I know other parents who did just that, who continued to work full time and somehow found the time to manage their autistic children’s development.  But I was already home with Damian, inextricably entangled in his life.  I was, in fact, his security blanket.  He had terrible separation anxiety. He needed me as a translator, to make sense out of an overwhelming world. 

So I stayed home, writing some but mostly working with my son.  A private kind of career.  No promotions, no raises, no handshakes or “great job!” commendations.  No holiday parties (except the sticky kids-on-a-sugar-high kind), no staff lunches.  Just me and my child and all his therapists.

I don’t regret the decision.  I can’t.  Damian (seen here in his Harvard reunion shirt!) has progressed amazingly well over the seven years since his diagnosis.  He’s mainstreamed in school, he has friends and ambitions and a delightful imagination.  Most people can’t see the autism in him these days.  I chose my path, and it’s been a good one.

Oh, maybe sometimes I wonder what my life would have been like if I’d made a different decision – or, rather, a myriad of different decisions at various crossroads in my life, each potential path branching off in a new reality, a different me.   But this is me, now, in 2008.  I haven’t won a Grammy, Emmy, Oscar, Edgar, Pulitzer, or any other major prize.  I haven’t made millions. I have no big shiny accomplishments. I’m just, well, me.

In the end, I decided to go to my reunion because I wanted to see people, not because I wanted to be seen by them.  I had a one-sentence précis of my life ready, in case anyone asked.

To my surprise, I had a wonderful time that weekend. It didn’t matter that I had no list of amazing accomplishments in the years since college.  Not to my old friends.  And, although I said “wow,” and “that’s fascinating,” often that weekend – and meant it – I too was more interested in hearing about the texture and flavor of my companions’ lives than the specifics of what they’d achieved.

Then it came time for the survey results.

On that Friday afternoon in June, smack in the middle of the four-day reunion weekend, I sat with several hundred classmates and spouses in the beautiful, historic Sanders Theater, contemplating the big picture.  I was surprised to hear how many of us made squarely middle class incomes, how many women had chosen to stay home to raise their children.  I wasn’t as alone as I’d thought, which was unexpected and comforting.  Still, an awful lot of my peers are doing very well, with vacation homes and hefty financial portfolios.  So, y’know.  Not so comforting.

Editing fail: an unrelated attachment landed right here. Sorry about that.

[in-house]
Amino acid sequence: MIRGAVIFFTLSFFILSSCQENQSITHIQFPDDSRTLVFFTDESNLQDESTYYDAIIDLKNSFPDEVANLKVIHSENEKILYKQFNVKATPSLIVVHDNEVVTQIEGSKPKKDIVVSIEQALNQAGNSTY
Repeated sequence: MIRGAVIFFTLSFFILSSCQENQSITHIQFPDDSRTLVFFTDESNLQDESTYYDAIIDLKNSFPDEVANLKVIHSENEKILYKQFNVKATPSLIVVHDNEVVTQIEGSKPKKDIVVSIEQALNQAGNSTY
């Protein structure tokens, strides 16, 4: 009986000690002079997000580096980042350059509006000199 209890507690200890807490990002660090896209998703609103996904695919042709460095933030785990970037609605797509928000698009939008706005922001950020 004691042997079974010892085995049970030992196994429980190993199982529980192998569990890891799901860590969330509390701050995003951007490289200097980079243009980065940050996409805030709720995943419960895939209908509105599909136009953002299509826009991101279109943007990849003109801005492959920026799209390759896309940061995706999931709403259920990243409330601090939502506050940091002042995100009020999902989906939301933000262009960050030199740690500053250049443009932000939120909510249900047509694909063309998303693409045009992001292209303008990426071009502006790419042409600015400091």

A couple of survey questions were freeform, including one asking you to describe an accomplishment you’re most proud to claim.  The survey committee picked eight to highlight, out of about six hundred responses.  They chose well: a medical breakthrough, a political achievement, an extremely prestigious award won, a truly good deed accomplished.

And this: “Helped my son grow past the impairments of autism into an impressive kid.”

Sitting high up in that carved wood theater, gripping my husband’s hand, surrounded by the susurration of applause from these, my classmates, I started to cry.  My friends say the ovation was huge.  I couldn’t tell you.

I can only tell you that I needed this.  It filled me.

There are so many different ways to measure a life.  So many different kinds of success.  What’s yours?

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  • Julia Kay November 22, 2008 at 9:15 pm

    I saw this was posted a few days ago but didn’t have time during the week to sit down and read it until now. Congratulations on having your accomplishments recognized! And congratulations on a beautiful telling of the story! And of course, congratulations to you and Dan and Damian for Damian’s amazing growth and development.

    Reply
  • Janice November 21, 2008 at 12:22 pm

    I can’t think of any greater achievement! It’s good to hear from you, Tamar.

    Reply
  • Mimont November 21, 2008 at 11:27 am

    So nice to see you got the applause you deserve. What a heartwarming story after all you’ve been through. Thanks!

    Reply